Then I researched it, prepared a model, and designed a shelter to protect the works in progress. I have a place with ten acres.( I have a degree in Marketing, my father was a partner in the top accounting firm in the world, and my daughter has her Masters in Finance ). I found out that even worn out canned hams were selling for between $ 500 and $ $1000, and most of the beautifully restored canned hams were selling for between $10K and $ 12K. and I would have to wait for a buyer to get paid. I did the math.

My research led me to a great soul who restores peoples canned hams. He charges about ten thousand dollars. I'm not sure if materials are extra. But he is guaranteed his fee. It takes him about eight months to finish a project. I did the math. This seemed like a smarter way to go financially, but you had to find clients and get the job, and the financial rewards were light.

I still might restore one for myself, in my spare time, for fun, as a hobby.

Here's what matters... you said you put your heart into the restoration of your first trailer, and you said that doing what you love is what matters. It's cool that you know where your heart is. That's a beautiful thing. Yeah...I follow my heart too…my daughter makes sure my head knows where my wallet is.

Sorry for talking business. I wouldn't have went there if you hadn't said that you were fixing it up the trailer to sell it.
So I retract what I said, your not a hater just a realist..
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Old 05-18-2015, 06:10 PM   #40
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Black tank treatments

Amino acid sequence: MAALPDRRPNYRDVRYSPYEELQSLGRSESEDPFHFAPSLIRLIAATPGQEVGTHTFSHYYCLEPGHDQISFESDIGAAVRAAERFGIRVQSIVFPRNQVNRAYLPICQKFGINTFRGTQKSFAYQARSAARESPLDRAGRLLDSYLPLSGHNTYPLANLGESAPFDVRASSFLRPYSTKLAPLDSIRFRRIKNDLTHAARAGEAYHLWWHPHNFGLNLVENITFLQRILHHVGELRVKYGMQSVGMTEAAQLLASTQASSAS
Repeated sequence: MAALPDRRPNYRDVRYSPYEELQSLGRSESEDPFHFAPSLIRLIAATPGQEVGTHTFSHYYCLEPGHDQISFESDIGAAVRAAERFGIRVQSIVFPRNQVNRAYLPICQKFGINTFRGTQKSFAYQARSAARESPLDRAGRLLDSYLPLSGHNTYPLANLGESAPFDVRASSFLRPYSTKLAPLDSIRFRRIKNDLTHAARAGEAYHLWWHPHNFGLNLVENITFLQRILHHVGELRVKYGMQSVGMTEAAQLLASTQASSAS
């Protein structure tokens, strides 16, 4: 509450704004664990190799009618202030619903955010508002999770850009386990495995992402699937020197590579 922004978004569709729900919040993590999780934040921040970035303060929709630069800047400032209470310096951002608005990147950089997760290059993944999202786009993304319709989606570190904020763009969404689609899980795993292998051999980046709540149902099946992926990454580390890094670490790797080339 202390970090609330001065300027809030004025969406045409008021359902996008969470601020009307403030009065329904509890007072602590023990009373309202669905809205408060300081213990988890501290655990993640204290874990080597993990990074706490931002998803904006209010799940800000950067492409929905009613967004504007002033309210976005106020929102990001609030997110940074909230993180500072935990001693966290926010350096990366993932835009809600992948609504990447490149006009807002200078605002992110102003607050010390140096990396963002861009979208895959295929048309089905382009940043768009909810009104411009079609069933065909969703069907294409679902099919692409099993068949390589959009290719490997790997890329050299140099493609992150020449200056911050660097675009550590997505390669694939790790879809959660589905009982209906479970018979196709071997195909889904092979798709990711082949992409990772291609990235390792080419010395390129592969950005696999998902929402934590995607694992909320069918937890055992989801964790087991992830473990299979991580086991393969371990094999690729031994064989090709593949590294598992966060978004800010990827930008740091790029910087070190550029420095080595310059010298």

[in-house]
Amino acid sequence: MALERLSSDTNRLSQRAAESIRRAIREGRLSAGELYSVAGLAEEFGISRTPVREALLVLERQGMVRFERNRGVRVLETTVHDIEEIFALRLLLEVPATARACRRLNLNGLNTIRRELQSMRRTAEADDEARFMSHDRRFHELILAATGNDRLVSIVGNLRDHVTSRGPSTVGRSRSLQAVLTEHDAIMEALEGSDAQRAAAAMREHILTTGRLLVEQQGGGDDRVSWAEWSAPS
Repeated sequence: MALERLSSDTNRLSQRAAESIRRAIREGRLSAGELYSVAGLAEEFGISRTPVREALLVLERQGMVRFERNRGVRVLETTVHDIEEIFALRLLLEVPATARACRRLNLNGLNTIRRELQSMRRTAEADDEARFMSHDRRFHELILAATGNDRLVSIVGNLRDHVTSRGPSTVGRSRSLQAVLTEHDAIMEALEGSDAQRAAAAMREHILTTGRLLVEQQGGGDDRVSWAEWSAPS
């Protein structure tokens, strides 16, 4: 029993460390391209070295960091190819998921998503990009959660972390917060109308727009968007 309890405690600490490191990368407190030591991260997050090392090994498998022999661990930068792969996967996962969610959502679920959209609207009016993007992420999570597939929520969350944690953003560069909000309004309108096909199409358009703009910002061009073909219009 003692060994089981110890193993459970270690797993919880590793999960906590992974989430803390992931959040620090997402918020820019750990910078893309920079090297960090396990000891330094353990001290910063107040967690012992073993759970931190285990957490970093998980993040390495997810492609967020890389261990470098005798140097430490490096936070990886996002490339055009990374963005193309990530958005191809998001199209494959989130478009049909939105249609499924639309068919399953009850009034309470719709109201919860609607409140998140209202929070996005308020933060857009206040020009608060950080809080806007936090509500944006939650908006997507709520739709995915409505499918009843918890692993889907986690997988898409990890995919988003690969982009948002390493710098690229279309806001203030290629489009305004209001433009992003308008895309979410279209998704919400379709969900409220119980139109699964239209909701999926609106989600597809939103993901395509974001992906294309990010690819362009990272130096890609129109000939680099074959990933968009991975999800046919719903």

I use an enzyme treatment instead of the perfumed blue chemical.

You can get the green ( green in a few ways ) liquid enzyme treatment at any RV store. Or go a more economical route and just use Ridex, that you can get at most hardware stores, and some super markets.

Enzymes eat the smelly bacteria, but leave the good stuff to break down everything to liquid

Use Scott tissue that is cheaper than RV tissue and breaks down just as well.

Check out Poop Sheets by Phred
https://manmrk.net/tutorials/RV/phred/phredex.html
( it's not just about poop It's articles about all the technical aspects of RVs)

Also this forum's " forums " section has categories on all this stuff
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Old 05-18-2015, 06:16 PM   #41
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So almost treat it like a typical septic system you would find in homes?
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Old 05-18-2015, 07:26 PM   #42
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Yeah…

If you use enzyme treatments you could actually just empty your RV black tank into your septic system. Your septic system would think that you never left home. It just wouldn't be dealing with solids and paper

Another selling point for enzyme treatments is that you don't have to go crazy cleaning your tank all of the time. The enzymes thrive on having something to eat.